Week 7 – Growth Curves and a New Drug

Today was Day 11 of the growth assay and the day I analyzed the results of the cytotoxicity assay. I am going to share the growth assay results in this post and the cytotoxicity results in next week’s post.

To recap, last week and this week I was comparing different percent serums on the growth of vascular smooth muscle cells. This is helpful to understand what conditions allow these cells to thrive. In other experiments, that involve drugs inhibiting the growth of the cells, it is important to grow the cells in a serum concentration that doesn’t stagnate growth in addition to the drugs. The lab uses 10% FBS media to run most experiments and as you can see by the graph this serum allows the cells to exponentially grow:

Screen Shot 2018-03-30 at 11.42.04 AM.png

%RED is the y-axis and is simply the Alamarblue fluorescence of the living cells

When I showed the results to my external advisor a few questions and suggestions came up. First, it is not possible for the cells to stop growing (Day 7-9 for 0.5% and 1%), regardless of the serum used. When looking at the data the cells did grow, the graph is an inaccurate representation of this. Second, my advisor suggested I manually count the cells today (Day 11) to make sure the Alamarblue reading is accurate. I did do this today and slowly became frustrated at how tedious this process is. Personally, I don’t believe manually counting the cells is as accurate as the plate reader. Third, my advisor wants a clearer connection established between % reduction and the actual cell number. I plan to do this using the standard curve I established on Day 1.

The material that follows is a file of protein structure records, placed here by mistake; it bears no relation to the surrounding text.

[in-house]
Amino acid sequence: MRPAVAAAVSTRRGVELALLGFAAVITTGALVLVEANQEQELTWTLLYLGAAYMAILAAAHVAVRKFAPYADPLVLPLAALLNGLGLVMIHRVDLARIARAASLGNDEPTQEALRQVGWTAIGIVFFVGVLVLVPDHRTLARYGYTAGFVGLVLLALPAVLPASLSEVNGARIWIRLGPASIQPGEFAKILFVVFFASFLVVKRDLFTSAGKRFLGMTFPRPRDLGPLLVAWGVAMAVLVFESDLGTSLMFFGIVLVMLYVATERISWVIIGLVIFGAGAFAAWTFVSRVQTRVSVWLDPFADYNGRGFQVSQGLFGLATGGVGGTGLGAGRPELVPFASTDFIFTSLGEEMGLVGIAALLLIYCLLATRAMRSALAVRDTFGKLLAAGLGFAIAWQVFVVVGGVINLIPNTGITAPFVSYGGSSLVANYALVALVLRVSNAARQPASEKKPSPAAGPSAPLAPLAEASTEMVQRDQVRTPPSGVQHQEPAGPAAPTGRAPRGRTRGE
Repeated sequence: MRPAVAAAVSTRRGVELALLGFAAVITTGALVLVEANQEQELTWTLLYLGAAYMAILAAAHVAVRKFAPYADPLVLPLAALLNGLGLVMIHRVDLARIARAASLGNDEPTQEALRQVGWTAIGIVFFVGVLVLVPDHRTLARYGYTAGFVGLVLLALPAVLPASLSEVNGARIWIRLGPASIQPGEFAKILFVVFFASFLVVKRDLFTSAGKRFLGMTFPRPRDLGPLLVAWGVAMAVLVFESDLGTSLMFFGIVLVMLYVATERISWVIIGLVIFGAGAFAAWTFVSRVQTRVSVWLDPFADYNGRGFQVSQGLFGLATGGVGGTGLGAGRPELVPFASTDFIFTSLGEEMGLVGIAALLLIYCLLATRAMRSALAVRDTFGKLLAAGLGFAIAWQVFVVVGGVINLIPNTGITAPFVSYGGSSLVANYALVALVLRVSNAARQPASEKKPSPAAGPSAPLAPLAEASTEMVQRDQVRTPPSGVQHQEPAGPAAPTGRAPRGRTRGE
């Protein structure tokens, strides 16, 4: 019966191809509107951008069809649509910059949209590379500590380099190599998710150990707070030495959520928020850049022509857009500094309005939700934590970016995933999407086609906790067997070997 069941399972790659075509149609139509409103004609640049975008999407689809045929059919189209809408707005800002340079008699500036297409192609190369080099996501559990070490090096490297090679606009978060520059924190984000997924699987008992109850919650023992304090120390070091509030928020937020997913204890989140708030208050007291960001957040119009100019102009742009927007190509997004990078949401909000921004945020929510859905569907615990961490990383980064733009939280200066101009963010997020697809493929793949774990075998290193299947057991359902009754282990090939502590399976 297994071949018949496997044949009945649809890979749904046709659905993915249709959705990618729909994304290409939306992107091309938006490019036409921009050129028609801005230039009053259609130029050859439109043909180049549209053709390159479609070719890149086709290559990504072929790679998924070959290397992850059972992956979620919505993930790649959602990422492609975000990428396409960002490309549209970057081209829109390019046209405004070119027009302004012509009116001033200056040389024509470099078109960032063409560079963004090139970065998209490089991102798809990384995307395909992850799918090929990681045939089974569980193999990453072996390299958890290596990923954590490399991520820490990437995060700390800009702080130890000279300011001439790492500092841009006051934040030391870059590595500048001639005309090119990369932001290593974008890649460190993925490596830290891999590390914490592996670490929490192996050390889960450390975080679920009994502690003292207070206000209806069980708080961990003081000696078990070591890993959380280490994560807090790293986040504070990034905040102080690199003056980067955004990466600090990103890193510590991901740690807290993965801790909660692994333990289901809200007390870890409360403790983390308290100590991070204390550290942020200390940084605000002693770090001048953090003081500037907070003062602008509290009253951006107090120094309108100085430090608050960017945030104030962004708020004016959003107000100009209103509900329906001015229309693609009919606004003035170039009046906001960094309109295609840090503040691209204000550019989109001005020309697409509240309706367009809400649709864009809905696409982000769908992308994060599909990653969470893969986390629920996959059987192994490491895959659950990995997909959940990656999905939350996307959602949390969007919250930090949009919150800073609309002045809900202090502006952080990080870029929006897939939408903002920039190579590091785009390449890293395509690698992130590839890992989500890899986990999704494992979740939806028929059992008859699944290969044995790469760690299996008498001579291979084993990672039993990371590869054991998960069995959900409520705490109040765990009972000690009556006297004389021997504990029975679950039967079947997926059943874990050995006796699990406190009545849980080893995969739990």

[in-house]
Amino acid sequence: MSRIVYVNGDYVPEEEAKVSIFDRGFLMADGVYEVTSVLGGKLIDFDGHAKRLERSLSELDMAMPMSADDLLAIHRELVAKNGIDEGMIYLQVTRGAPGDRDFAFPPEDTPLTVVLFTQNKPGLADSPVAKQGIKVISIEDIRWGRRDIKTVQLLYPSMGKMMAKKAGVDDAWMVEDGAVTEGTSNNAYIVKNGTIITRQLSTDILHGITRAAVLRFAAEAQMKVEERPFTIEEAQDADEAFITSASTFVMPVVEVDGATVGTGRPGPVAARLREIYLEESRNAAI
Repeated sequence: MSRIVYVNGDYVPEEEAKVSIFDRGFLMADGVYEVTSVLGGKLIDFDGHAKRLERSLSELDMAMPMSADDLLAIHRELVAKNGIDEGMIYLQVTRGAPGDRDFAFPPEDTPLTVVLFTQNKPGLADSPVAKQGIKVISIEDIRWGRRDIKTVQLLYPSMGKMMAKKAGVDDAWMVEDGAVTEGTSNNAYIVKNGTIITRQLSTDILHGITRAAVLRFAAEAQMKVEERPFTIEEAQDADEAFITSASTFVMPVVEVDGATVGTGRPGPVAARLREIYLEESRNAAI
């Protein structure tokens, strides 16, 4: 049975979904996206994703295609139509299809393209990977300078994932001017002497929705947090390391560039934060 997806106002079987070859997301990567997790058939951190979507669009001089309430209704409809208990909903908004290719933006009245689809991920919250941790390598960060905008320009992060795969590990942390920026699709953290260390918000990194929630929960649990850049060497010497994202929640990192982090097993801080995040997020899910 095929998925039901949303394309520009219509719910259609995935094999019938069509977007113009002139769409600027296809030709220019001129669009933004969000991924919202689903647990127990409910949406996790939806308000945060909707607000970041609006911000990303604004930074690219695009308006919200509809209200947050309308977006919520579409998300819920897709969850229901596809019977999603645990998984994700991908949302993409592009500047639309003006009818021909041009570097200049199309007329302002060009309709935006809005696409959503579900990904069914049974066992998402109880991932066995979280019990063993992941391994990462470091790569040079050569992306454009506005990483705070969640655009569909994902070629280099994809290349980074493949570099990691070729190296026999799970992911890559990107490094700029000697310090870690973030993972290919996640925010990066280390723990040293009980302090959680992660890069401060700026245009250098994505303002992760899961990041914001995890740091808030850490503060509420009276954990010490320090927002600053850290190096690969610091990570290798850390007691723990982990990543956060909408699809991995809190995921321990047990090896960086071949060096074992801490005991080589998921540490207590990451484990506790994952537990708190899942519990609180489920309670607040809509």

A standard curve allows for absorbance values to indicate a rough cell number. You can trace this curve to determine the cell number for any absorbance value. Looks close to this graph:Screen Shot 2018-03-30 at 9.05.39 PM

Next week, I am restarting the proliferation assay with a new drug, Imatinib. This drug is  known to treat cancer, but also has applications in vascular healing. I am going to test Imatinib’s effectiveness in inhibiting PDGF.

Platelet-derived growth factor (PDGF) is a mitogen (mitosis inducing) factor for vascular smooth muscle cells and plays an important role in neointimal formation and restenosis

Experiments in animals have shown that imatinib inhibits restenosis after a stent is download.jpginserted. I am going to be using micro-molargiphy-downsized-largeconcentrations of this drug on VSMCs and compare the results to the resolvin assay. I can’t wait to see how this assay’s results unfold!

The last two weeks I have shared risk factors (high blood pressure and smoking) that are controllable or treatable. Unfortunately, there are circumstances beyond our control and risk factors that can not be changed.

This week’s risk factors: Heredity and Race

Coronary Artery/Heart Disease is a heredity disorder. Children whose parents had CADdv168060a are more likely to develop blockage in their heart’s arteries. There is also a correlation between race and CAD. African Americans tend have higher blood pressure than Caucasians. Mexican Americans, American Indians, native Hawaiians and Asian Americans have a higher risk of heart disease.

If you want to learn more about these risk factors or see whether you were born with any other untreatable risk factors: Risk Factors We Can’t Avoid

Not being able to control race and family history makes controlling other risk factors even more important!  2174n.gif

Thank you for reading 🙂

 

2 thoughts on “Week 7 – Growth Curves and a New Drug

  1. Pingback: Week 8 – Much More to Come | The Effectiveness of Drug-Eluting Stents

  2. Pingback: Week 9/10 – Scratching the Surface (literally and figuratively) | The Effectiveness of Drug-Eluting Stents

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